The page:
For all of these reasons, the estimate of PAEs based on the four studies had to be considered a lower limit. The final estimate essentially doubled the number of deaths and harmful events.
This might also be conservative and could be considered a lower limit.
How could things be so bad? Who is responsible?
The aircraft crash analogy that was used earlier was first made by Captain Sulllenberger, the pilot who became famous a few years ago when he successfully executed an emergency landing in the Hudson River. The American Hospital Association once invited Captain Sullenberger to give them a talk on how lessons learned in enhancing aircraft safety could be used to improve the quality of hospital care. He gave them an earful. First he provided this background on aviation practices.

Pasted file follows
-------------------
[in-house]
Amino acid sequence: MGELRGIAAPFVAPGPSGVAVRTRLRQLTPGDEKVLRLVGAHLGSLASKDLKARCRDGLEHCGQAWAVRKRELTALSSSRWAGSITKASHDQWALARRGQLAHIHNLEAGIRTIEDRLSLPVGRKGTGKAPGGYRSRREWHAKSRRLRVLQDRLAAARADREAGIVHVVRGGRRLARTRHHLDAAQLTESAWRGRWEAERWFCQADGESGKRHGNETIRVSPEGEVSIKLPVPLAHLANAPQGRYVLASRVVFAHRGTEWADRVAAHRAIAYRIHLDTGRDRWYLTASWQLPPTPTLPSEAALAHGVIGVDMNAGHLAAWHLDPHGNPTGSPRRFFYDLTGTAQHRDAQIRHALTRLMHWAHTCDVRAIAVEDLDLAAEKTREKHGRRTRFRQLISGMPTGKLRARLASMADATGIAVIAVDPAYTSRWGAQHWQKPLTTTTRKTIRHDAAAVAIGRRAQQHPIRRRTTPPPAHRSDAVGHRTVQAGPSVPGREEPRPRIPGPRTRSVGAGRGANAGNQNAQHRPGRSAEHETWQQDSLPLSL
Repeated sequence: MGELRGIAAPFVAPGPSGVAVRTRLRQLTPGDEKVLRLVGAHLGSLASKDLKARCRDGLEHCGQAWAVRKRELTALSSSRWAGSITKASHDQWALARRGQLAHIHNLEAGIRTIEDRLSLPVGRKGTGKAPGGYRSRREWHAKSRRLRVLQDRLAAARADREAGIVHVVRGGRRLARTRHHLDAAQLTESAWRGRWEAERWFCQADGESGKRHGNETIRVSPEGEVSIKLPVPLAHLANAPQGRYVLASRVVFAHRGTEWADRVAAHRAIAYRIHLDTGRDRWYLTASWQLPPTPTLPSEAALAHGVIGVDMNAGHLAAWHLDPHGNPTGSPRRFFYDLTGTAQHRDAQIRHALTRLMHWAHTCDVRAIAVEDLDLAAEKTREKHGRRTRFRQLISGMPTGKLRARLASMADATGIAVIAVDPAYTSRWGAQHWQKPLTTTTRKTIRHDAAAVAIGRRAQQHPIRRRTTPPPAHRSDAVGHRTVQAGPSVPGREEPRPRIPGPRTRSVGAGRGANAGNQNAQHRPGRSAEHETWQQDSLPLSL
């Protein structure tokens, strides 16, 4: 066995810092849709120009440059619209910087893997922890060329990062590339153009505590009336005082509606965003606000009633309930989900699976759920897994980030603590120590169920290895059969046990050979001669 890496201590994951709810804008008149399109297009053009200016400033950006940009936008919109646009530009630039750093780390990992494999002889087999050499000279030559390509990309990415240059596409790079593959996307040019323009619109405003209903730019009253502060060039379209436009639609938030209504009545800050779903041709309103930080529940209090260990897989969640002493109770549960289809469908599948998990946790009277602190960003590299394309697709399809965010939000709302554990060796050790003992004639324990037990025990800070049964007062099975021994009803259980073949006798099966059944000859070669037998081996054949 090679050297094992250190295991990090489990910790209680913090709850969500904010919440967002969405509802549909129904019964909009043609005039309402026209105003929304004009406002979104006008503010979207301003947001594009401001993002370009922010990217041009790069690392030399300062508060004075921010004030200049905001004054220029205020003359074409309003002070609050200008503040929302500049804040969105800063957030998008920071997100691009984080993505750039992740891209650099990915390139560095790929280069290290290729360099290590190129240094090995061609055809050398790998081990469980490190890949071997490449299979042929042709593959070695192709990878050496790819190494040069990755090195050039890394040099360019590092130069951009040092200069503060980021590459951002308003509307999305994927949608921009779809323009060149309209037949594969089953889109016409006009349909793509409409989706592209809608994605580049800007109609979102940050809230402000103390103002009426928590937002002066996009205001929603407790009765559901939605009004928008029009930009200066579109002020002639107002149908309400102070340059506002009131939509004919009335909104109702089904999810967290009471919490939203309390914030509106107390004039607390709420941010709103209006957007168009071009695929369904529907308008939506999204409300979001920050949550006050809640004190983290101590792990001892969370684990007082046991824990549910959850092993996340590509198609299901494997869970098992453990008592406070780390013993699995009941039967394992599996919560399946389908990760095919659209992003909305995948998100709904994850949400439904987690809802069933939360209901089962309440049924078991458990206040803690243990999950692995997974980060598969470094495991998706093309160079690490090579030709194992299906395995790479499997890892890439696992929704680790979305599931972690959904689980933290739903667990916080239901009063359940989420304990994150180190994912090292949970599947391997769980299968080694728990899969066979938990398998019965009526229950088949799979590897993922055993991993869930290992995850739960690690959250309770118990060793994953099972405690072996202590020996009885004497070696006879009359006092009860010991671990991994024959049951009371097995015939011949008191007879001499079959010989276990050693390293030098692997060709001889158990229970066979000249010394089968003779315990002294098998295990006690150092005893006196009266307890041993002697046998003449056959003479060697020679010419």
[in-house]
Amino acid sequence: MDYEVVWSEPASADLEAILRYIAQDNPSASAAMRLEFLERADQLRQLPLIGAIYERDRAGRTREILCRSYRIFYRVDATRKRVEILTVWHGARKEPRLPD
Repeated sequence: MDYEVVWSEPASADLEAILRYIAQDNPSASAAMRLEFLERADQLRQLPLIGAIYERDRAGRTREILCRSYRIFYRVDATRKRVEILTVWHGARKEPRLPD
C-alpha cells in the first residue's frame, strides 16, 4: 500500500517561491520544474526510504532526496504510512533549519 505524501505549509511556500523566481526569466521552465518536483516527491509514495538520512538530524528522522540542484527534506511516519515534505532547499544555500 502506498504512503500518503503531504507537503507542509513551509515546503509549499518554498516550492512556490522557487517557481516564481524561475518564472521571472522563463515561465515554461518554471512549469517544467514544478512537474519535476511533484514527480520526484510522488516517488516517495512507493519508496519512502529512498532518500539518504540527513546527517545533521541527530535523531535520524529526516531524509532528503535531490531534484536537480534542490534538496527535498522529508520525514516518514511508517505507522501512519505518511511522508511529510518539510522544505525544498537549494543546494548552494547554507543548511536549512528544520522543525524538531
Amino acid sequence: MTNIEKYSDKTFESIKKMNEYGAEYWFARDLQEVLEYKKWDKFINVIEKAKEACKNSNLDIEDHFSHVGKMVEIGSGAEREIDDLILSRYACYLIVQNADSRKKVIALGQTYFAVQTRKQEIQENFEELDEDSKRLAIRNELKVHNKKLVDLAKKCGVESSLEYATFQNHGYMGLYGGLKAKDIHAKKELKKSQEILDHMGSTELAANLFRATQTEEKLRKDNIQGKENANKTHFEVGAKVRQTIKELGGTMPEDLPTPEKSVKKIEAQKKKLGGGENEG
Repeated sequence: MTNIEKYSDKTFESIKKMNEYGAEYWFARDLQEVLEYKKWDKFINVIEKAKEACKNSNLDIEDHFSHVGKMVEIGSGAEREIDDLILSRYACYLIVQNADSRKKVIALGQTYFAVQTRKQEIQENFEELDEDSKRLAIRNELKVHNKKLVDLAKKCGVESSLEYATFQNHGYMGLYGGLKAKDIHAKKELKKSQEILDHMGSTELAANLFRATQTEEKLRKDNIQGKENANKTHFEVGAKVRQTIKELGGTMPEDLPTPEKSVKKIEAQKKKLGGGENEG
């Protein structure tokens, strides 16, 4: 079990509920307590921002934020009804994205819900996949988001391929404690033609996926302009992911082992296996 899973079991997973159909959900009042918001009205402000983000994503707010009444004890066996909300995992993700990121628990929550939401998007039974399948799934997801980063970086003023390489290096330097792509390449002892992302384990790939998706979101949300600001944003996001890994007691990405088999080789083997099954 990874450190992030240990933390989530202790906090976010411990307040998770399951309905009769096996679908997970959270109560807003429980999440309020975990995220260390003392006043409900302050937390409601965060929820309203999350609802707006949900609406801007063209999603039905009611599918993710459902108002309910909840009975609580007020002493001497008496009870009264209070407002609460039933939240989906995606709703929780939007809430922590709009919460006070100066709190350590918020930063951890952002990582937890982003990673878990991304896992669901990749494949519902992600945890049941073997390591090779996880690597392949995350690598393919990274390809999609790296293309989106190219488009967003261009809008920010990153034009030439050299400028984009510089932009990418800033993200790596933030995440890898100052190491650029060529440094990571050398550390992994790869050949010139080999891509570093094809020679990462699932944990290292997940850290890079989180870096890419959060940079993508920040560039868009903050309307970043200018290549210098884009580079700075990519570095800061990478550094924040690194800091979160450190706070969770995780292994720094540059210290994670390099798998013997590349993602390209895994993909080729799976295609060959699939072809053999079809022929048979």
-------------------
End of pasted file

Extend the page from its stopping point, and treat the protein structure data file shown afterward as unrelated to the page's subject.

"We worked to build a culture of safety that allows us to face an unanticipated dire emergency, suddenly, one for which we had never specifically trained, and saved every life on board…"
Then he pointed out that most medical errors are the result of system failures. Just as in the aviation industry, safety required the development of a culture where all participants were viewed as members of a team. A comparison is implied between the cowboy pilots of yesteryear and the doctors of today who choose not to bother with checklists, then he goes on to decry the current medical situation where it is assumed that when something goes wrong it is the result of an individual’s error.
In Sullenberger’s opinion, it is the hospital administrators who are at fault for not imposing systematic safeguards that could prevent most mistakes from occurring.
He continued on—optimistically.
Meanwhile, stay healthy! Your life may depend on it.